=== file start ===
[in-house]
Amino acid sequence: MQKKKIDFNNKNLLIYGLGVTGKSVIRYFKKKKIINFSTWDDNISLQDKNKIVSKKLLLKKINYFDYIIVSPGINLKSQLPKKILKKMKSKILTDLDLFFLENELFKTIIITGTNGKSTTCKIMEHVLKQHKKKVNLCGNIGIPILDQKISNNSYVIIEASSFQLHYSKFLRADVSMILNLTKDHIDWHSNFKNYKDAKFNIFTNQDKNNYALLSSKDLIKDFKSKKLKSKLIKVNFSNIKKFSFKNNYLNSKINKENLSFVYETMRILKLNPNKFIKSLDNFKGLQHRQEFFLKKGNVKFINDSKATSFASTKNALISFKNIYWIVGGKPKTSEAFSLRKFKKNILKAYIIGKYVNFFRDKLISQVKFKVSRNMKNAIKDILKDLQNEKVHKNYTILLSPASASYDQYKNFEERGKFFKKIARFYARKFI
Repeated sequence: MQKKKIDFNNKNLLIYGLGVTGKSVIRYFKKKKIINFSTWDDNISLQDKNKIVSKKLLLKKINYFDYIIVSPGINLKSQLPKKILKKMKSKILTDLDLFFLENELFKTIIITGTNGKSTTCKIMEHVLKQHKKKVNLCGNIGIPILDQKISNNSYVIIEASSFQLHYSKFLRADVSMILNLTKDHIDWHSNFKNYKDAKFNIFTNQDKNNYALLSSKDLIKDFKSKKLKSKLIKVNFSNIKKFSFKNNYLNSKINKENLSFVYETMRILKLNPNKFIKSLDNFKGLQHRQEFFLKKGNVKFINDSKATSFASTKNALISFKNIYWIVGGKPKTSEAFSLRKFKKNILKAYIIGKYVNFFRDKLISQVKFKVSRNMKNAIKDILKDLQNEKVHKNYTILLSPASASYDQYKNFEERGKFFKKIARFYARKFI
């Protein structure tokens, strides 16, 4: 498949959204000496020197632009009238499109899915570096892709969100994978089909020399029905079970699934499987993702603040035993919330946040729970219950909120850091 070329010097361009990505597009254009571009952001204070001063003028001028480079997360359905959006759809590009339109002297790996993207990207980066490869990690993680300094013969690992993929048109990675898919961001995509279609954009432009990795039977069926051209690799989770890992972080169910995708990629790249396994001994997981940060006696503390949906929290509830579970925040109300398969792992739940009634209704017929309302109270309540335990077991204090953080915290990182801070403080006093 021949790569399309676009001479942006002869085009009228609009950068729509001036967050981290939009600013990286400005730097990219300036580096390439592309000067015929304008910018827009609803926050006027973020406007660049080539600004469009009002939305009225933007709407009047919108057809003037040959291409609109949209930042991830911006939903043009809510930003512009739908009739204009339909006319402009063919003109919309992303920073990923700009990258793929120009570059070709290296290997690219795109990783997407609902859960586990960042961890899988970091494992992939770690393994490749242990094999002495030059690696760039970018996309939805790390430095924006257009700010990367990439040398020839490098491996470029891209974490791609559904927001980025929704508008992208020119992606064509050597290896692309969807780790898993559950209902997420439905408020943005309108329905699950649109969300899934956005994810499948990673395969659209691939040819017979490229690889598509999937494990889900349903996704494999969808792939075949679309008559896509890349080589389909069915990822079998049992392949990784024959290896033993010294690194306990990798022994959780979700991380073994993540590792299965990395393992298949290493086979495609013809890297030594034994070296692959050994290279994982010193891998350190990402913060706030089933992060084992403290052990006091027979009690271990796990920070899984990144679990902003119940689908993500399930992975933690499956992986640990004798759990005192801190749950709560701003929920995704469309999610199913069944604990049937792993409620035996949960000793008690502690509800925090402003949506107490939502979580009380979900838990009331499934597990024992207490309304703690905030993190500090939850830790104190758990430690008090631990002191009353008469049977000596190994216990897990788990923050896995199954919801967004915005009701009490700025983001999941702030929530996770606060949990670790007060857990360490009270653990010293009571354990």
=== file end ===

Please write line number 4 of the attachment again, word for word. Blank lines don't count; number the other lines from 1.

């Protein structure tokens, strides 16, 4: 498949959204000496020197632009009238499109899915570096892709969100994978089909020399029905079970699934499987993702603040035993919330946040729970219950909120850091 070329010097361009990505597009254009571009952001204070001063003028001028480079997360359905959006759809590009339109002297790996993207990207980066490869990690993680300094013969690992993929048109990675898919961001995509279609954009432009990795039977069926051209690799989770890992972080169910995708990629790249396994001994997981940060006696503390949906929290509830579970925040109300398969792992739940009634209704017929309302109270309540335990077991204090953080915290990182801070403080006093 021949790569399309676009001479942006002869085009009228609009950068729509001036967050981290939009600013990286400005730097990219300036580096390439592309000067015929304008910018827009609803926050006027973020406007660049080539600004469009009002939305009225933007709407009047919108057809003037040959291409609109949209930042991830911006939903043009809510930003512009739908009739204009339909006319402009063919003109919309992303920073990923700009990258793929120009570059070709290296290997690219795109990783997407609902859960586990960042961890899988970091494992992939770690393994490749242990094999002495030059690696760039970018996309939805790390430095924006257009700010990367990439040398020839490098491996470029891209974490791609559904927001980025929704508008992208020119992606064509050597290896692309969807780790898993559950209902997420439905408020943005309108329905699950649109969300899934956005994810499948990673395969659209691939040819017979490229690889598509999937494990889900349903996704494999969808792939075949679309008559896509890349080589389909069915990822079998049992392949990784024959290896033993010294690194306990990798022994959780979700991380073994993540590792299965990395393992298949290493086979495609013809890297030594034994070296692959050994290279994982010193891998350190990402913060706030089933992060084992403290052990006091027979009690271990796990920070899984990144679990902003119940689908993500399930992975933690499956992986640990004798759990005192801190749950709560701003929920995704469309999610199913069944604990049937792993409620035996949960000793008690502690509800925090402003949506107490939502979580009380979900838990009331499934597990024992207490309304703690905030993190500090939850830790104190758990430690008090631990002191009353008469049977000596190994216990897990788990923050896995199954919801967004915005009701009490700025983001999941702030929530996770606060949990670790007060857990360490009270653990010293009571354990």